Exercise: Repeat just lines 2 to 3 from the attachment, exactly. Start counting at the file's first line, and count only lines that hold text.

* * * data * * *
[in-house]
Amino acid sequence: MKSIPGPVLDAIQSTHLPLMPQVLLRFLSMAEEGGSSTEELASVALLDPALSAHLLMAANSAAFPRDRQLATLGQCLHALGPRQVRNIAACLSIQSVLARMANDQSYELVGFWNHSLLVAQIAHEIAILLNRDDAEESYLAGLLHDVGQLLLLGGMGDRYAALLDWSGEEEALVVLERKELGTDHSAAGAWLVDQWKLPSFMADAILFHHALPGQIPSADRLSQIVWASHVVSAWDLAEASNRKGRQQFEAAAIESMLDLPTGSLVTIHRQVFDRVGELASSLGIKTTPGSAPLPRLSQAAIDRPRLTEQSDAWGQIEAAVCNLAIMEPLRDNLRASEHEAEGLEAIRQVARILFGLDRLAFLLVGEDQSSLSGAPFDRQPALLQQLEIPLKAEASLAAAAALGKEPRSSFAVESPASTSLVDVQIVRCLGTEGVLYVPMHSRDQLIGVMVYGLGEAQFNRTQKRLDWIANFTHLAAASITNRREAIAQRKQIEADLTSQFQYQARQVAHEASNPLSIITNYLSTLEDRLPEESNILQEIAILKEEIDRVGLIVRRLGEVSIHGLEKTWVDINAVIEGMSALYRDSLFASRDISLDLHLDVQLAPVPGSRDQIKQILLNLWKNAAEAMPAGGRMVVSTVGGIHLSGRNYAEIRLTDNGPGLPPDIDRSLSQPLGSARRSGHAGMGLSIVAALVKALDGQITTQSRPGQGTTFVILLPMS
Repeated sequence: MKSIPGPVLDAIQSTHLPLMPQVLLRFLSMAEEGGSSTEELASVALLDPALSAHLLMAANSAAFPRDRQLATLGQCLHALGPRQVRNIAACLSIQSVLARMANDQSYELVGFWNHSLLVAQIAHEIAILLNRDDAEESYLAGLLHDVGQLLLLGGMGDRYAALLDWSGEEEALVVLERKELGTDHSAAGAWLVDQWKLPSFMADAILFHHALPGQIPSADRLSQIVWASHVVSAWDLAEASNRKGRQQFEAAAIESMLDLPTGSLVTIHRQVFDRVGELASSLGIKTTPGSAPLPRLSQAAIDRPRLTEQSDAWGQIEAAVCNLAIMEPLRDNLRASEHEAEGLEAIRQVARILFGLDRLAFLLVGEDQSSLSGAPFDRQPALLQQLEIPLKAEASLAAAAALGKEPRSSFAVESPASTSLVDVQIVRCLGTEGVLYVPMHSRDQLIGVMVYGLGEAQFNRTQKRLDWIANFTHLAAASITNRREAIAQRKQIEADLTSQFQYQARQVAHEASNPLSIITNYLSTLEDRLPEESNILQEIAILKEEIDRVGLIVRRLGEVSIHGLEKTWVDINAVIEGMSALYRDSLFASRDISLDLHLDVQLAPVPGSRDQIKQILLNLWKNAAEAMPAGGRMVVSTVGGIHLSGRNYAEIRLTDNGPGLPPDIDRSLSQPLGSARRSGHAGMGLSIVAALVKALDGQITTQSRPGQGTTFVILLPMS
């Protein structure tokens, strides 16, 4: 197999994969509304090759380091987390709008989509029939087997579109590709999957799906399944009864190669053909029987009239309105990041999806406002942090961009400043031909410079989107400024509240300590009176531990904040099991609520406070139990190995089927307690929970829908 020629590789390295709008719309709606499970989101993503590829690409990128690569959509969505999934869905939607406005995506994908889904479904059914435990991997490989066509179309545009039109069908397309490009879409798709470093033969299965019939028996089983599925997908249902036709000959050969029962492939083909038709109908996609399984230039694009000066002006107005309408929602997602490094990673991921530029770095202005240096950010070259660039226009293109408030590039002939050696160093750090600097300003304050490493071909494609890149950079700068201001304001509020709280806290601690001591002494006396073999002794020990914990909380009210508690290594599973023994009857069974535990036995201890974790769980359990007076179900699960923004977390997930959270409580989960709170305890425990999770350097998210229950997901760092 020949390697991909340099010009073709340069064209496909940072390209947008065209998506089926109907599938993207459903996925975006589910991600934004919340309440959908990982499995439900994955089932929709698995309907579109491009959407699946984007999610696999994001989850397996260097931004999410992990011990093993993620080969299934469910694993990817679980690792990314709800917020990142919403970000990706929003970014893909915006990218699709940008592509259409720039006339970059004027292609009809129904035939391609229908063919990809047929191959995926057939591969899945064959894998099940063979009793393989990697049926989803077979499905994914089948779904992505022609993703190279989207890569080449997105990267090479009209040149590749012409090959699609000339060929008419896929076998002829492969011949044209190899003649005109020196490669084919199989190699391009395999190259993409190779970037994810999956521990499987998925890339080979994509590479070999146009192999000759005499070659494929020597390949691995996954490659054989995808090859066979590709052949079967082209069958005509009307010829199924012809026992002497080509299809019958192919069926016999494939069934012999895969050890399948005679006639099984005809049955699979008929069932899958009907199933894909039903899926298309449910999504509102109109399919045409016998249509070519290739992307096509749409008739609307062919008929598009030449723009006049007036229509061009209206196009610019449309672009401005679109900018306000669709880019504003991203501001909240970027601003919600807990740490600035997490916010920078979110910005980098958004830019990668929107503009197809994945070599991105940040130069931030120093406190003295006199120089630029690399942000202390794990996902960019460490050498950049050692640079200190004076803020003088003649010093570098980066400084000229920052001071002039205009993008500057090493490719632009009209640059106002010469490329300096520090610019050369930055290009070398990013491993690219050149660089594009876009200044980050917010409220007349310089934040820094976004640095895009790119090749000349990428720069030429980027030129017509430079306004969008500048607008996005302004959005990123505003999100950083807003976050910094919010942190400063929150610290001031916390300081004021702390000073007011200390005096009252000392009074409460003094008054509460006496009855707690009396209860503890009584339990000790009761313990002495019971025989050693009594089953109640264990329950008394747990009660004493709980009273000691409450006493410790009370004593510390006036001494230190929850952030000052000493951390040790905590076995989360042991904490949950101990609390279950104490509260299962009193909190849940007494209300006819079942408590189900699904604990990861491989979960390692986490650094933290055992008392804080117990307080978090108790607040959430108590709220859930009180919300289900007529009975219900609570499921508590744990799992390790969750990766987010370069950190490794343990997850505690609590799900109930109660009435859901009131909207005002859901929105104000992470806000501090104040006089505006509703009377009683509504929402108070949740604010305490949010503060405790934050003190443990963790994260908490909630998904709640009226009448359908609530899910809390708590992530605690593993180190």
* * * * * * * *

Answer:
Amino acid sequence: MKSIPGPVLDAIQSTHLPLMPQVLLRFLSMAEEGGSSTEELASVALLDPALSAHLLMAANSAAFPRDRQLATLGQCLHALGPRQVRNIAACLSIQSVLARMANDQSYELVGFWNHSLLVAQIAHEIAILLNRDDAEESYLAGLLHDVGQLLLLGGMGDRYAALLDWSGEEEALVVLERKELGTDHSAAGAWLVDQWKLPSFMADAILFHHALPGQIPSADRLSQIVWASHVVSAWDLAEASNRKGRQQFEAAAIESMLDLPTGSLVTIHRQVFDRVGELASSLGIKTTPGSAPLPRLSQAAIDRPRLTEQSDAWGQIEAAVCNLAIMEPLRDNLRASEHEAEGLEAIRQVARILFGLDRLAFLLVGEDQSSLSGAPFDRQPALLQQLEIPLKAEASLAAAAALGKEPRSSFAVESPASTSLVDVQIVRCLGTEGVLYVPMHSRDQLIGVMVYGLGEAQFNRTQKRLDWIANFTHLAAASITNRREAIAQRKQIEADLTSQFQYQARQVAHEASNPLSIITNYLSTLEDRLPEESNILQEIAILKEEIDRVGLIVRRLGEVSIHGLEKTWVDINAVIEGMSALYRDSLFASRDISLDLHLDVQLAPVPGSRDQIKQILLNLWKNAAEAMPAGGRMVVSTVGGIHLSGRNYAEIRLTDNGPGLPPDIDRSLSQPLGSARRSGHAGMGLSIVAALVKALDGQITTQSRPGQGTTFVILLPMS
Repeated sequence: MKSIPGPVLDAIQSTHLPLMPQVLLRFLSMAEEGGSSTEELASVALLDPALSAHLLMAANSAAFPRDRQLATLGQCLHALGPRQVRNIAACLSIQSVLARMANDQSYELVGFWNHSLLVAQIAHEIAILLNRDDAEESYLAGLLHDVGQLLLLGGMGDRYAALLDWSGEEEALVVLERKELGTDHSAAGAWLVDQWKLPSFMADAILFHHALPGQIPSADRLSQIVWASHVVSAWDLAEASNRKGRQQFEAAAIESMLDLPTGSLVTIHRQVFDRVGELASSLGIKTTPGSAPLPRLSQAAIDRPRLTEQSDAWGQIEAAVCNLAIMEPLRDNLRASEHEAEGLEAIRQVARILFGLDRLAFLLVGEDQSSLSGAPFDRQPALLQQLEIPLKAEASLAAAAALGKEPRSSFAVESPASTSLVDVQIVRCLGTEGVLYVPMHSRDQLIGVMVYGLGEAQFNRTQKRLDWIANFTHLAAASITNRREAIAQRKQIEADLTSQFQYQARQVAHEASNPLSIITNYLSTLEDRLPEESNILQEIAILKEEIDRVGLIVRRLGEVSIHGLEKTWVDINAVIEGMSALYRDSLFASRDISLDLHLDVQLAPVPGSRDQIKQILLNLWKNAAEAMPAGGRMVVSTVGGIHLSGRNYAEIRLTDNGPGLPPDIDRSLSQPLGSARRSGHAGMGLSIVAALVKALDGQITTQSRPGQGTTFVILLPMS